Just months ahead of the United States' midterm elections, a new poll has found that President Barack Obama's approval rating has matched his previous low of 44 percent.
According to the CBS News Poll, Obama's rating is down 24 points from his high of 68 percent reached in April 2009.
His approval rating is also similar to those of former presidents Bill Clinton (42 percent) and Ronald Reagan (42 percent) at comparable times in their presidencies, and slightly higher than Jimmy Carter's 38 percent.
As is traditionally the case, these three presidents -- Reagan, Clinton and Carter -- saw their party lose seats in the midterm elections during their first term.
History also shows that the condition of the country's economy has been critical to the success and failure of many presidents.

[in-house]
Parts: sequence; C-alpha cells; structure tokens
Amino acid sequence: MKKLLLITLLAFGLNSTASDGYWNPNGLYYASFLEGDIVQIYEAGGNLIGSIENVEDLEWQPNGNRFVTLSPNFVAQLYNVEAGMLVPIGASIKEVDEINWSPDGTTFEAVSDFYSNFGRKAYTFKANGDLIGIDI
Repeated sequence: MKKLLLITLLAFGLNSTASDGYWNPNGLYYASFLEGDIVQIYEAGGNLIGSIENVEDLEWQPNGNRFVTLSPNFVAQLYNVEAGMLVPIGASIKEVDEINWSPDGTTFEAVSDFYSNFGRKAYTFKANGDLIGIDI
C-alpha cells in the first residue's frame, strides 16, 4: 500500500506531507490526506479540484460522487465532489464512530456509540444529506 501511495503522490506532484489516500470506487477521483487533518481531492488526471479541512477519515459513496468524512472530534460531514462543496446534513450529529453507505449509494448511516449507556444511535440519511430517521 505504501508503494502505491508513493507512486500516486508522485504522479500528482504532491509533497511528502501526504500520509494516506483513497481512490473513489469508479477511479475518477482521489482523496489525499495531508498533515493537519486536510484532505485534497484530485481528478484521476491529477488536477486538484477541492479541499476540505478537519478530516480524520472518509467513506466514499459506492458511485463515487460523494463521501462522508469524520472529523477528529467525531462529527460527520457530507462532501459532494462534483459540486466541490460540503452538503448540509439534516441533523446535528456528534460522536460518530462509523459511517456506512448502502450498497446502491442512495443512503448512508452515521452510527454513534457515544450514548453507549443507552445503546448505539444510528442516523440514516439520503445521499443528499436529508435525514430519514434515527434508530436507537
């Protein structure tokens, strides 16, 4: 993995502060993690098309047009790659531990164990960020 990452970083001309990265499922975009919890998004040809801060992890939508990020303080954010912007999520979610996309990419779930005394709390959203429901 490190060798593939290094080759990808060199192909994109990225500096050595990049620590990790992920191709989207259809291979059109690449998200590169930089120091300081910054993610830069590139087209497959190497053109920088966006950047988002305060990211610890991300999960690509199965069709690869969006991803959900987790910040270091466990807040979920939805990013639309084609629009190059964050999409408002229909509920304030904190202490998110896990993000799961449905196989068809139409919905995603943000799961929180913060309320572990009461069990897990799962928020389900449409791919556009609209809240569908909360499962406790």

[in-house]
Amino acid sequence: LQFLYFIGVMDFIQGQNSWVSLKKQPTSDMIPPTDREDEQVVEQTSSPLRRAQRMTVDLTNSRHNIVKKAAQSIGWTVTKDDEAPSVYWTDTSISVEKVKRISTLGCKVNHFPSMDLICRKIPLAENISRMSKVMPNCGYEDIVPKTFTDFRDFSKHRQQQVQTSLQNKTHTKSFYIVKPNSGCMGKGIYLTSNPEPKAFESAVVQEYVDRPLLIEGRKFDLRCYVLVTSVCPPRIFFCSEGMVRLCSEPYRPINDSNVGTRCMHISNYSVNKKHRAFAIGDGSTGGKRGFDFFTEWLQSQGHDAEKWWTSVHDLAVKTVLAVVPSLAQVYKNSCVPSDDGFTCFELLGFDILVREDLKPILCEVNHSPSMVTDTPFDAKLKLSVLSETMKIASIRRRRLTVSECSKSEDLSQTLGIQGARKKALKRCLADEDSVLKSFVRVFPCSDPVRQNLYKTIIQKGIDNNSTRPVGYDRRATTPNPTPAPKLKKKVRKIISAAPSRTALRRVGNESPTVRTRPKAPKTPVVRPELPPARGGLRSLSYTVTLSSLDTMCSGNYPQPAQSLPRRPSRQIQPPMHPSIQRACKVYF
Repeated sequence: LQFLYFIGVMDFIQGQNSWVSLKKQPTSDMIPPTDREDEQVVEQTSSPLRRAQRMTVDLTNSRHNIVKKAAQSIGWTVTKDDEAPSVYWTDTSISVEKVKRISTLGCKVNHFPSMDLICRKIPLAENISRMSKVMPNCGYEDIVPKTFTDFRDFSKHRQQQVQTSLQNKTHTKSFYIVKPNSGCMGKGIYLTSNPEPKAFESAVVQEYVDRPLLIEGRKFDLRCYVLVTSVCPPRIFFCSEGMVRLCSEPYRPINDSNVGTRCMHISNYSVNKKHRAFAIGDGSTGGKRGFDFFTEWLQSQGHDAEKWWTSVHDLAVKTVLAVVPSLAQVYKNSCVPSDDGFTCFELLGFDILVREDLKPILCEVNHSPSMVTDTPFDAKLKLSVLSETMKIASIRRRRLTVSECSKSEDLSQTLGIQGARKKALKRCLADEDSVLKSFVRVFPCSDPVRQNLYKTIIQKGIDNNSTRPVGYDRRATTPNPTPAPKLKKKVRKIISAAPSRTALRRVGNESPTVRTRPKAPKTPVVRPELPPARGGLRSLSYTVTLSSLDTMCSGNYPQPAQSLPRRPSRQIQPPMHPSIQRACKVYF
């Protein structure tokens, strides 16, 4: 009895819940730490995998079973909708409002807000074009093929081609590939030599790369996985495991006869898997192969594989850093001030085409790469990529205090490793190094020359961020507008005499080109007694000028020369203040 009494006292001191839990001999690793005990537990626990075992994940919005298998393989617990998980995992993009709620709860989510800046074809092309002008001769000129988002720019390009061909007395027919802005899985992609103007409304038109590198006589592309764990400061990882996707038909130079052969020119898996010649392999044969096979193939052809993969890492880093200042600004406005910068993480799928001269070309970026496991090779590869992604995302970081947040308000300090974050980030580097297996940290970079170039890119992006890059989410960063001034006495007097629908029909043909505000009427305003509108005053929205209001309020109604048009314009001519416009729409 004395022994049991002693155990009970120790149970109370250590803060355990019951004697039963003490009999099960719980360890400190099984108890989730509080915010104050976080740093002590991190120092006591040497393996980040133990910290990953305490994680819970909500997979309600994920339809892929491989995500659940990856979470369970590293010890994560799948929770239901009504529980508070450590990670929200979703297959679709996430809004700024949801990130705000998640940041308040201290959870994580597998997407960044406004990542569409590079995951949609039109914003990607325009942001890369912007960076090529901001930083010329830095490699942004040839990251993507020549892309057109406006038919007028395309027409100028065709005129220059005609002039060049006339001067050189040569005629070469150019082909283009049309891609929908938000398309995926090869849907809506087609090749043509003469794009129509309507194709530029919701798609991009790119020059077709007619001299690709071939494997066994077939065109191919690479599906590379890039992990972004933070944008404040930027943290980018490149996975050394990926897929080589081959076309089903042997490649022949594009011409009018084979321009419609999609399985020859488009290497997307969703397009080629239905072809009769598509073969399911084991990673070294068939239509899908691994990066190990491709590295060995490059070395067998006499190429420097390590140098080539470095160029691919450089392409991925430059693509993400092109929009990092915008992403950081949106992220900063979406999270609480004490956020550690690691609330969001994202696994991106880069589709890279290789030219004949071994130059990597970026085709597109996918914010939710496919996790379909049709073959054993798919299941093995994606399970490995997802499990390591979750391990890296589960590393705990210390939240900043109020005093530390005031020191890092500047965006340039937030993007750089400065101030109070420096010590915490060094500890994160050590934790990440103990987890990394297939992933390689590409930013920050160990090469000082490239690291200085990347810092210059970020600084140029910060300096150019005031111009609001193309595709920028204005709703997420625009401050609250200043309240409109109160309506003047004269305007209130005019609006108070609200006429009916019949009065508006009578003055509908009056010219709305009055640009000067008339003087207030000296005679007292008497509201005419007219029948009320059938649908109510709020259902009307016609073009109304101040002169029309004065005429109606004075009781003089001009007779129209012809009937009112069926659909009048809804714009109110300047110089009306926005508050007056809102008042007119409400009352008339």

Earlier, it had emerged that Obama was being told by White House aides that there are certain areas of the country where he is being advised not to visit because his approval rating and the local political environment is too hostile.
The Democrats currently fear that they will lose 60 seats in the House of Representatives this year. They may also lose their majority in the Senate.
The midterm elections will be held on November 2. All 435 seats in the US House of Representatives, and 36 of the 100 seats in the US Senate will be contested in this election along with 38 state and territorial governorships, many state legislatures, four territorial legislatures and numerous state and local races.